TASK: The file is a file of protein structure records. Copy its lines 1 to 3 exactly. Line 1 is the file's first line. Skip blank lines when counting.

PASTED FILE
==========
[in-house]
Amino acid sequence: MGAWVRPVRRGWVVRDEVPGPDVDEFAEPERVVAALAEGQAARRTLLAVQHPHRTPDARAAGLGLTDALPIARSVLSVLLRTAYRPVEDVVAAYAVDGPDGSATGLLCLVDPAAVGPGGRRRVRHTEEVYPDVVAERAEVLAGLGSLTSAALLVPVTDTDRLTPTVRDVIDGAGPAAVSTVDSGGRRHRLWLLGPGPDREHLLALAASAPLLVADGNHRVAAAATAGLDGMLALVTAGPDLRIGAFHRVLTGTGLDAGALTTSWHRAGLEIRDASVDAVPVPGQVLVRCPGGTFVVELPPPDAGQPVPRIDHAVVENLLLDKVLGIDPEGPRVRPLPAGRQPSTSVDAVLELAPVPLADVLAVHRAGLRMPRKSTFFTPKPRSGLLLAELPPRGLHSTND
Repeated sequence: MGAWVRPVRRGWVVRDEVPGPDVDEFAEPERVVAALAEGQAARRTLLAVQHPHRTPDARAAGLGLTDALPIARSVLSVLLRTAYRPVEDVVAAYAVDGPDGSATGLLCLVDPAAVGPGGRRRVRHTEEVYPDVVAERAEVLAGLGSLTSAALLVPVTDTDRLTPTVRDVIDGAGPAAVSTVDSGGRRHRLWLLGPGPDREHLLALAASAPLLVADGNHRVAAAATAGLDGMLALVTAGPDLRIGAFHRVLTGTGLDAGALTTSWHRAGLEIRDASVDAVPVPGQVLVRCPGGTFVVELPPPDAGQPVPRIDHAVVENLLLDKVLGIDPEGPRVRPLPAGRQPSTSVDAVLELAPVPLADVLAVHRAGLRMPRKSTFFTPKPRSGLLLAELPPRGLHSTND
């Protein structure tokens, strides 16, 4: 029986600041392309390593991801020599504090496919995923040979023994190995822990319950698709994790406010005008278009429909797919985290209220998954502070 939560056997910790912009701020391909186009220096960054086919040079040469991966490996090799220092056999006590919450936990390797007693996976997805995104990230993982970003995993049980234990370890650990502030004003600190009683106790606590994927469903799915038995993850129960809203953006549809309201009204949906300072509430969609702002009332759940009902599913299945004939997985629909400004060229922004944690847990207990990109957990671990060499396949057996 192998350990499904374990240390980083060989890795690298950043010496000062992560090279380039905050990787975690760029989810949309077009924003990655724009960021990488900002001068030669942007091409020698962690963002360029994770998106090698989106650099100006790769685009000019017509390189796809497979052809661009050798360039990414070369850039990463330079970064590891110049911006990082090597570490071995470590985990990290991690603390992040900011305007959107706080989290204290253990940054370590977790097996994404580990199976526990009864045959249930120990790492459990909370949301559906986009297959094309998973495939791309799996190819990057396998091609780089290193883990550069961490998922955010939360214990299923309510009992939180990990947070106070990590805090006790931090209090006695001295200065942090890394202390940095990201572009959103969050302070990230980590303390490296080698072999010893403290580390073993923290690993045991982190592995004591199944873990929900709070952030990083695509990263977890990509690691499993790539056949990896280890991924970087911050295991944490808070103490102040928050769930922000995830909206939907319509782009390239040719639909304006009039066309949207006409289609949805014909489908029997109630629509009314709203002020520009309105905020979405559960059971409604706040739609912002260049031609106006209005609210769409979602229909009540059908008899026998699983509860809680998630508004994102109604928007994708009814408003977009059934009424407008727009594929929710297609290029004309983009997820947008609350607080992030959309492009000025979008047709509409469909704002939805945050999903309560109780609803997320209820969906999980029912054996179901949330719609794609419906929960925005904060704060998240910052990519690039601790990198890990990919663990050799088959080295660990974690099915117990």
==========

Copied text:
[in-house]
Amino acid sequence: MGAWVRPVRRGWVVRDEVPGPDVDEFAEPERVVAALAEGQAARRTLLAVQHPHRTPDARAAGLGLTDALPIARSVLSVLLRTAYRPVEDVVAAYAVDGPDGSATGLLCLVDPAAVGPGGRRRVRHTEEVYPDVVAERAEVLAGLGSLTSAALLVPVTDTDRLTPTVRDVIDGAGPAAVSTVDSGGRRHRLWLLGPGPDREHLLALAASAPLLVADGNHRVAAAATAGLDGMLALVTAGPDLRIGAFHRVLTGTGLDAGALTTSWHRAGLEIRDASVDAVPVPGQVLVRCPGGTFVVELPPPDAGQPVPRIDHAVVENLLLDKVLGIDPEGPRVRPLPAGRQPSTSVDAVLELAPVPLADVLAVHRAGLRMPRKSTFFTPKPRSGLLLAELPPRGLHSTND
Repeated sequence: MGAWVRPVRRGWVVRDEVPGPDVDEFAEPERVVAALAEGQAARRTLLAVQHPHRTPDARAAGLGLTDALPIARSVLSVLLRTAYRPVEDVVAAYAVDGPDGSATGLLCLVDPAAVGPGGRRRVRHTEEVYPDVVAERAEVLAGLGSLTSAALLVPVTDTDRLTPTVRDVIDGAGPAAVSTVDSGGRRHRLWLLGPGPDREHLLALAASAPLLVADGNHRVAAAATAGLDGMLALVTAGPDLRIGAFHRVLTGTGLDAGALTTSWHRAGLEIRDASVDAVPVPGQVLVRCPGGTFVVELPPPDAGQPVPRIDHAVVENLLLDKVLGIDPEGPRVRPLPAGRQPSTSVDAVLELAPVPLADVLAVHRAGLRMPRKSTFFTPKPRSGLLLAELPPRGLHSTND